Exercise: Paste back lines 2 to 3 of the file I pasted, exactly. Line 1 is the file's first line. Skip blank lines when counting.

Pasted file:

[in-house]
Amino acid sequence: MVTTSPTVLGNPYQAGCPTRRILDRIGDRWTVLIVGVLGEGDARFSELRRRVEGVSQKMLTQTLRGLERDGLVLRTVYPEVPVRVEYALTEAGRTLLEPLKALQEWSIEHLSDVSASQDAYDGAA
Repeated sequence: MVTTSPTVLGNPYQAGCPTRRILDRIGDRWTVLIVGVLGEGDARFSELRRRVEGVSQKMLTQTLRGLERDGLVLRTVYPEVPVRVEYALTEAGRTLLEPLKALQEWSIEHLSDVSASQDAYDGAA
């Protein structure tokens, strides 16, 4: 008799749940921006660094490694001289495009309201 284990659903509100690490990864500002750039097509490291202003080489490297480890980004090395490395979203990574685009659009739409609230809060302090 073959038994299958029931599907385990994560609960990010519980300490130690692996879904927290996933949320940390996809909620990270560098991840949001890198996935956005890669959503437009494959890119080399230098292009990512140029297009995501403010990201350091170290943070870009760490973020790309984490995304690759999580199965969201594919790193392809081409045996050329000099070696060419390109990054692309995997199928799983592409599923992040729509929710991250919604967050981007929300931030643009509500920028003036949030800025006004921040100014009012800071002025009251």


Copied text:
Amino acid sequence: MVTTSPTVLGNPYQAGCPTRRILDRIGDRWTVLIVGVLGEGDARFSELRRRVEGVSQKMLTQTLRGLERDGLVLRTVYPEVPVRVEYALTEAGRTLLEPLKALQEWSIEHLSDVSASQDAYDGAA
Repeated sequence: MVTTSPTVLGNPYQAGCPTRRILDRIGDRWTVLIVGVLGEGDARFSELRRRVEGVSQKMLTQTLRGLERDGLVLRTVYPEVPVRVEYALTEAGRTLLEPLKALQEWSIEHLSDVSASQDAYDGAA